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September 3, 2000 PM

Phil 4:1

INTRO:One of the characters in the wonderful musical Fiddler On the Roof had a line which he spoke more than once .. it was a line which was marvelous in its understatement .. yet, it explained in his simple, unpolitical way the turmoil of the Russia in which he lived. The Constable would say, Theres trouble in the world. That trouble finally caught up with the little village of Anatevka. And I think that line is really what Paul is saying in this letter... theres trouble in the world. And that trouble - taking several forms - was threatening the peace and future of these people whom he loved. So he writes: Phil 4:1. Listen to:


A. My brethren

1. his apostolic authority is not cited or claimed

2. for these people his is a feeling of total equality... as friend among friends

B. Dearly beloved

1. perhaps others of his letters and his work paint us the mental picture of a very austere man perhaps even harsh

2. yet, what more endearing, tender language than this?

C. And longed for

1. there arent many people from whom you could be separated and for whom youd long! Oh, youd enjoy seeing them if an opportunity arose

2. that which is longed for is a deep attachment has likely some control influence in life occupies your thoughts more than a little

3. such was the depth of Pauls emotion for his friends who were facing trouble in the world


A. These people were his joy

1. they were fruit of his labor he had taught them

2. temporal experiences were not source of Pauls joy ... people were ... people in whom he had a decided personal interest

3. I Thes 2:19, 20

B. These people were his crown

1. with pride he could say, Look at those wonderful Philippian Christians ... my children in the Lord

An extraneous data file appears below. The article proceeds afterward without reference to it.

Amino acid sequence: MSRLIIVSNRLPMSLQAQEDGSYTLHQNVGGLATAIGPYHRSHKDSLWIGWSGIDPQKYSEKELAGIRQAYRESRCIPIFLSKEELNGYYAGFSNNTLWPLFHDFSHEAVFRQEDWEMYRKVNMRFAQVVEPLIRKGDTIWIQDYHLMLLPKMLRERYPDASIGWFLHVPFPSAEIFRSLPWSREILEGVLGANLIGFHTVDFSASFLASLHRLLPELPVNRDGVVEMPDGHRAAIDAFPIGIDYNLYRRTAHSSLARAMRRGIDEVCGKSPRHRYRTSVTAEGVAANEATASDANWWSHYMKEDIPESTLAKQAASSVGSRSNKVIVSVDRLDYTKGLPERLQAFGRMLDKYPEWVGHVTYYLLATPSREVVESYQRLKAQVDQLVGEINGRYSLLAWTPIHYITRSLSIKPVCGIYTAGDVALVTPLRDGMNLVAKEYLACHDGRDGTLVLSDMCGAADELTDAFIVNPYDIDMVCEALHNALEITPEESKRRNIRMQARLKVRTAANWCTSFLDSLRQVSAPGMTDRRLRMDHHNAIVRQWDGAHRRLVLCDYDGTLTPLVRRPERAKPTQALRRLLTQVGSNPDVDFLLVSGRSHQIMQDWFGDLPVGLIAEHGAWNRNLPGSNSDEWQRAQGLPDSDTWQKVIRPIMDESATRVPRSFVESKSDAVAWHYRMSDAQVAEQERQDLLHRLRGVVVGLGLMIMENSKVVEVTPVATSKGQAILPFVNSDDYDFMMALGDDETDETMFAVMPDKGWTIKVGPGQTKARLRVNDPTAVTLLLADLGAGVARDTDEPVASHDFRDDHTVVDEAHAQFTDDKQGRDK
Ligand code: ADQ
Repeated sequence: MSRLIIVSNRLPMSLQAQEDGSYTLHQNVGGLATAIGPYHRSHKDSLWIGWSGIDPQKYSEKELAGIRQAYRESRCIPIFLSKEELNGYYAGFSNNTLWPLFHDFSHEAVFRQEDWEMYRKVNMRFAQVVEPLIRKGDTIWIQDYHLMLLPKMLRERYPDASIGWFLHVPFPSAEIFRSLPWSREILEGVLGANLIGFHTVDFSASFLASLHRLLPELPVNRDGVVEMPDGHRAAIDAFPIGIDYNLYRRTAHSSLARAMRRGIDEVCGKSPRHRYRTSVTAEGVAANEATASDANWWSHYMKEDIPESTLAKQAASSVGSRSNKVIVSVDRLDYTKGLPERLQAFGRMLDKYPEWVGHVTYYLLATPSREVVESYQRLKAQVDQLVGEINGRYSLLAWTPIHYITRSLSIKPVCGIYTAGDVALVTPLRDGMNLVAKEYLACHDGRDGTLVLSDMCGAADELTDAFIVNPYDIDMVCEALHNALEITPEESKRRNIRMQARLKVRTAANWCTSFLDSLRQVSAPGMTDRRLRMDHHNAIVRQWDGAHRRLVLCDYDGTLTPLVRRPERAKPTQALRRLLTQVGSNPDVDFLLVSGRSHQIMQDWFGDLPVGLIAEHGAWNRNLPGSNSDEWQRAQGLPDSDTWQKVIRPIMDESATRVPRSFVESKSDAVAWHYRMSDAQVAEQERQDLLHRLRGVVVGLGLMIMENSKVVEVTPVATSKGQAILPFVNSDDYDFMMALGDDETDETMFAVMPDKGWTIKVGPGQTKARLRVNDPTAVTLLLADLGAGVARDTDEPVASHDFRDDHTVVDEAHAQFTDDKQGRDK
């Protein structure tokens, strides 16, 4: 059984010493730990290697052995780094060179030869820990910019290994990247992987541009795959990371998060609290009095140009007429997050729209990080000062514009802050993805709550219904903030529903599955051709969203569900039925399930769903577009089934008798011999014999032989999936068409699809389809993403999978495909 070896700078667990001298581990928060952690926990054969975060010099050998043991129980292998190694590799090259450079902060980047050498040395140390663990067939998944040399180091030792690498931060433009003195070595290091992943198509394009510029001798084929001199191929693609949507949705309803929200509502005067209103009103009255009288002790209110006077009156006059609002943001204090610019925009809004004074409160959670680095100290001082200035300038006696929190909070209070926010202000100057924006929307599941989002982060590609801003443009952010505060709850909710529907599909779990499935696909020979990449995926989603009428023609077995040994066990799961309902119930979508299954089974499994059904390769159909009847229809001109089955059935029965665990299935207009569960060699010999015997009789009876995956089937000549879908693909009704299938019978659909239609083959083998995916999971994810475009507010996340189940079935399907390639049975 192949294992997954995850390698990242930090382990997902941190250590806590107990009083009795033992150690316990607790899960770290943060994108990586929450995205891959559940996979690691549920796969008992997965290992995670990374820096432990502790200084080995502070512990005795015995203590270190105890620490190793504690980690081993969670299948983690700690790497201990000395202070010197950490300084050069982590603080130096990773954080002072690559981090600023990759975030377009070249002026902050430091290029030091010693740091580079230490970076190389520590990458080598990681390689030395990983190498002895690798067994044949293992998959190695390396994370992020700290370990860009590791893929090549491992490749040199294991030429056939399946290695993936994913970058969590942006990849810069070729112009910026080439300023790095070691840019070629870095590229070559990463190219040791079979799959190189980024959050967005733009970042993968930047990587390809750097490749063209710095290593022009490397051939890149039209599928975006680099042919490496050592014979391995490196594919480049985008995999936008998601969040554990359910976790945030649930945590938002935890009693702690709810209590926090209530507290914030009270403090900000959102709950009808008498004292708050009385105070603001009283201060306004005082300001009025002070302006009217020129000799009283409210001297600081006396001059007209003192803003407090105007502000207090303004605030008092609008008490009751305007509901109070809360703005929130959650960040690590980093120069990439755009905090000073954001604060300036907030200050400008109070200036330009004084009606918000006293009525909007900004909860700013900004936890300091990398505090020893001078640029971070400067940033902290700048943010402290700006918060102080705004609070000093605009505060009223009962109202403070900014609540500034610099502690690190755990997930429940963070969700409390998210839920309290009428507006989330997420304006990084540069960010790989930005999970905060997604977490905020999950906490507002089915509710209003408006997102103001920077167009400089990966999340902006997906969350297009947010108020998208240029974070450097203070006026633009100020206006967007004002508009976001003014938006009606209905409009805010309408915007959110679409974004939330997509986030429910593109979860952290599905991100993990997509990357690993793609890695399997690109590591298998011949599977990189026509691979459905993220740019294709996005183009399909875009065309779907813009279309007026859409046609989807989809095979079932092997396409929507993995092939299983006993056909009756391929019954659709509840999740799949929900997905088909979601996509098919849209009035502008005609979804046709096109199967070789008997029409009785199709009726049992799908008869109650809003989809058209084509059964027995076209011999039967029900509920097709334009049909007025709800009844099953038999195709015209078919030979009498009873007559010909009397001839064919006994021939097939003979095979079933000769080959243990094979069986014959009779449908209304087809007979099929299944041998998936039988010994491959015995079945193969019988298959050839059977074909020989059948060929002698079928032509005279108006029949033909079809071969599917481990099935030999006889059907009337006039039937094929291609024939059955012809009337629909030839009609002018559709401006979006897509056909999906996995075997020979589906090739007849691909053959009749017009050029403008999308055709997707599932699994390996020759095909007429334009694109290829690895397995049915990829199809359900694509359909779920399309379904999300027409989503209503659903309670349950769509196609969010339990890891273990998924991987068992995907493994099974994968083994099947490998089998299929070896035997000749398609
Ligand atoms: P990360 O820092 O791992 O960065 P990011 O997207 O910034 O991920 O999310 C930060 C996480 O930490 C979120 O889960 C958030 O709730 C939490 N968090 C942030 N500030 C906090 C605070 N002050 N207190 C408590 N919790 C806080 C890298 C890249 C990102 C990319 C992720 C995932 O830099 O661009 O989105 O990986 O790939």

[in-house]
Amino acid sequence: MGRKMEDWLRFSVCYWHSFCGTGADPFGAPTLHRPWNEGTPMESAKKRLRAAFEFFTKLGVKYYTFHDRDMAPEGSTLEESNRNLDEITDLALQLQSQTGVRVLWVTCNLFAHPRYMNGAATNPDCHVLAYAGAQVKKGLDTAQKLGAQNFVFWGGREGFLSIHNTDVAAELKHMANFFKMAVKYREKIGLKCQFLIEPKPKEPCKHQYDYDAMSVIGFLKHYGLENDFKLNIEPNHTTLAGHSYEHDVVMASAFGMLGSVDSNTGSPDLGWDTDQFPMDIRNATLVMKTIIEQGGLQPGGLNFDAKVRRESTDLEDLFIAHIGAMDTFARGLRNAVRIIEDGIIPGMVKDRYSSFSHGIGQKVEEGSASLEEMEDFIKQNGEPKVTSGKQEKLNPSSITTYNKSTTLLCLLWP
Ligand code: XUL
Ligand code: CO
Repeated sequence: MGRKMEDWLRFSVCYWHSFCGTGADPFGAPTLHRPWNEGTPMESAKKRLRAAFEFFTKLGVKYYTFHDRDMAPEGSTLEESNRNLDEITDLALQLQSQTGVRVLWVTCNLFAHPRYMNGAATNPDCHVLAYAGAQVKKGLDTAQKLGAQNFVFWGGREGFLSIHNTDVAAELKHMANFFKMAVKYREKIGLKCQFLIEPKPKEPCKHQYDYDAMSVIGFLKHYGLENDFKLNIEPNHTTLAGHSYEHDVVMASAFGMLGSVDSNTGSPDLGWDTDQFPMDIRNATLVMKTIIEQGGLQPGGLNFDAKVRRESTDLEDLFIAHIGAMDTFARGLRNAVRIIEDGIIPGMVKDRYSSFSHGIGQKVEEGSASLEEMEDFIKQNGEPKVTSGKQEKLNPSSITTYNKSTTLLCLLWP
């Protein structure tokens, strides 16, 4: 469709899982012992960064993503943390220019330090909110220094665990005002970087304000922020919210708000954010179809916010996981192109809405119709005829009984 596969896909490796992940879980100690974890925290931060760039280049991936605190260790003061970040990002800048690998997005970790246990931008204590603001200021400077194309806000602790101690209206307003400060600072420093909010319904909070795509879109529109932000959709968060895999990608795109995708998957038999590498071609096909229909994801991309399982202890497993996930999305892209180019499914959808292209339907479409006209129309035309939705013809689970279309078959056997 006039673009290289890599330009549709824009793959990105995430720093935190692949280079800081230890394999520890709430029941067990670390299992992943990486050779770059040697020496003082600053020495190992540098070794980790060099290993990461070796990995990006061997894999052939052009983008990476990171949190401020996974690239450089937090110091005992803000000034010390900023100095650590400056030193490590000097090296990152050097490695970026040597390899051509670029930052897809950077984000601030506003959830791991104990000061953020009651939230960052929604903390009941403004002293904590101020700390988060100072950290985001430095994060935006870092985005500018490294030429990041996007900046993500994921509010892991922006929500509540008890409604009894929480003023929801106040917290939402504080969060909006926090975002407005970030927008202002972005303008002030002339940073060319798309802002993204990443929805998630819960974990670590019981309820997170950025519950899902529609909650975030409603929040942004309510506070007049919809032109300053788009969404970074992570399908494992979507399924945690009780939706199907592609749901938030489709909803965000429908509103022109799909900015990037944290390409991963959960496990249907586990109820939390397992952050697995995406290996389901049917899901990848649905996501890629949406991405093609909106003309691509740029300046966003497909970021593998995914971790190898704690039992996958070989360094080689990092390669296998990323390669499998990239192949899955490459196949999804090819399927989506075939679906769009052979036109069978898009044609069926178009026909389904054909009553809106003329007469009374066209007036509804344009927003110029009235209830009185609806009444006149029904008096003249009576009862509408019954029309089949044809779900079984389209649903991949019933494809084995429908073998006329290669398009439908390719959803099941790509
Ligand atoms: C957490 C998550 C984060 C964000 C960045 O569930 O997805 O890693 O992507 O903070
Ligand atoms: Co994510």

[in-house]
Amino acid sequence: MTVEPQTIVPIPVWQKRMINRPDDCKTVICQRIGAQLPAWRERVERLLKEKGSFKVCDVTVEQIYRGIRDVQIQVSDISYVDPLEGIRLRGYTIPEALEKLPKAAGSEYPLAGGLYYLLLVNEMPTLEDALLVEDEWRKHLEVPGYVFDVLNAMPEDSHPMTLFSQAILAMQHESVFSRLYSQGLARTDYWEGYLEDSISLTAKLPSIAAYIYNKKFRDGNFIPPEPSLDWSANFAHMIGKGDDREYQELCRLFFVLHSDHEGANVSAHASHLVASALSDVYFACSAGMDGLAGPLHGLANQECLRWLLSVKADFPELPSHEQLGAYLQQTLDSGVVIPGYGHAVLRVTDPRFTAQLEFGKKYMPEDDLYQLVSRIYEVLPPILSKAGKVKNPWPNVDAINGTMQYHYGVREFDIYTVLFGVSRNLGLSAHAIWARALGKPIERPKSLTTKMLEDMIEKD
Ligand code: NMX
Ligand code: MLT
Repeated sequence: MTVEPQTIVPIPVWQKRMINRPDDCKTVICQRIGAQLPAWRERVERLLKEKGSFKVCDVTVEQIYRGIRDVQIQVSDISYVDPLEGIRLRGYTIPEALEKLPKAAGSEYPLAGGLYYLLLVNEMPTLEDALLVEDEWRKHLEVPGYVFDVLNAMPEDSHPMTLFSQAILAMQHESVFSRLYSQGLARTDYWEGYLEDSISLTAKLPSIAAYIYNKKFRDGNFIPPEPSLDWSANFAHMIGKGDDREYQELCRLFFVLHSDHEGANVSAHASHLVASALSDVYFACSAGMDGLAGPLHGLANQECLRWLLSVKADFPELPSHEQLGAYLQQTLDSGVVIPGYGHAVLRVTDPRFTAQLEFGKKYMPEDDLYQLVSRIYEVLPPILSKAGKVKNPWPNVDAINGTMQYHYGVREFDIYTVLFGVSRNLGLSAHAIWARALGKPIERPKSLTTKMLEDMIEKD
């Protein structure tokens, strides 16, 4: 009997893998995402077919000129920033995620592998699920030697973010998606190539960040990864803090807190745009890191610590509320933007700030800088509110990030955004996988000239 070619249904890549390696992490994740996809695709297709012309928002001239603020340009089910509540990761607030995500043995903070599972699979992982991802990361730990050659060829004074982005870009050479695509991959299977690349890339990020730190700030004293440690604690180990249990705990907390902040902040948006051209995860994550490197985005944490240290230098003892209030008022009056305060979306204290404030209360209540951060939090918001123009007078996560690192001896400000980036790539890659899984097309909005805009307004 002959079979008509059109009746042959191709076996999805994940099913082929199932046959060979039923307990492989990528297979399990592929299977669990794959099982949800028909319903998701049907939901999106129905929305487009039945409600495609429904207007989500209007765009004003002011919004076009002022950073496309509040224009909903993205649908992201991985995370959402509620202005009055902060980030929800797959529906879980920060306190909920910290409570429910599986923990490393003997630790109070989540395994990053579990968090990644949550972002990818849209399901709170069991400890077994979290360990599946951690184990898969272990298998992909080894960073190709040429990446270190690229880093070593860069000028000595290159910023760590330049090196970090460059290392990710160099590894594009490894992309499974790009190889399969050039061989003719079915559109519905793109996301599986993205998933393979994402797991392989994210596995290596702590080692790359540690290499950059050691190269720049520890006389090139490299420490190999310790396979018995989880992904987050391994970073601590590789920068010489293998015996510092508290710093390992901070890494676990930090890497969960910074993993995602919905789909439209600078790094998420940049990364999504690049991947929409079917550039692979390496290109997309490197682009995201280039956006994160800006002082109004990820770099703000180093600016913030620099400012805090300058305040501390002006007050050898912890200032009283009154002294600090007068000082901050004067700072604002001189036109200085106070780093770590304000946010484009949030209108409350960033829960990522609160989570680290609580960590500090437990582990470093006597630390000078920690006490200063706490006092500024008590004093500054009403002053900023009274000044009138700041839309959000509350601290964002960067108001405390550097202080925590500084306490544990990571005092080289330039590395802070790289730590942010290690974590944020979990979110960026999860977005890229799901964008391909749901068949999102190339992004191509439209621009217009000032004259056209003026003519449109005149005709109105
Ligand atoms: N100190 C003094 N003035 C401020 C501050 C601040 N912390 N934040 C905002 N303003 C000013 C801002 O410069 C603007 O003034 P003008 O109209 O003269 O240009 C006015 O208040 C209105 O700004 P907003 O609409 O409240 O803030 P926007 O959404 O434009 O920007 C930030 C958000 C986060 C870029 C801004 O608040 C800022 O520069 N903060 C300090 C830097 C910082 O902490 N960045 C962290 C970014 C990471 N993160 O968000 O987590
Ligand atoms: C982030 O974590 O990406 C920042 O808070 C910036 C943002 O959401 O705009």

2. in truth, Paul knew the joy of a soul winner

3. Prov 11:30 with Ps 126:6 bringing his sheaves with him the ornamentation of his life was the numbers of precious souls hed helped save by Gods grace and gospel


A. There was something worth standing for

1. 2 Cor 4:13-16 & 2 Tim 1:8-12a for the which cause

2. the cause of Christ and the gospel ... a cause which gives meaning to life because it gives life and hope to people in desperate need ... a cause which takes one out of himself

3. the cause which offers present and future satisfaction

B. But there was the danger of wavering

1. trouble in the world would bring strong pressures

2. 2 Cor 11:28 troubles without and within!

3. the devil will not quit working even in strong, mature churches like Philippi ... pressures to quit ... enticements to forsake

C. So, the need for strong roots

1. strong root system enables standing in great storms

2. Eph 3:17-19 roots in the love of Christ in both the knowledge and appreciation of His constant care and help

3. Col 2:6,7 roots in the truthof Christ (as opposed to the traditions, philosophies of men) total confidence in Gods word as both offense and defense in lifes struggles (Eph 6:17)

D. And a strong determination

1. there are times when - in this cause - one must simply clinch his teeth to say, I shall not be moved!

2. often it is simply a lack of will which devastates a discipline... I think this is one of Satans most effective devices he works - not to make us unbelievers - but to cause us to feel it makes no difference; its not worth it; etc.

3. when folks all around are wavering, its hard to summon the inner strength of determination ... especially when you know the immediate outcome might bring pain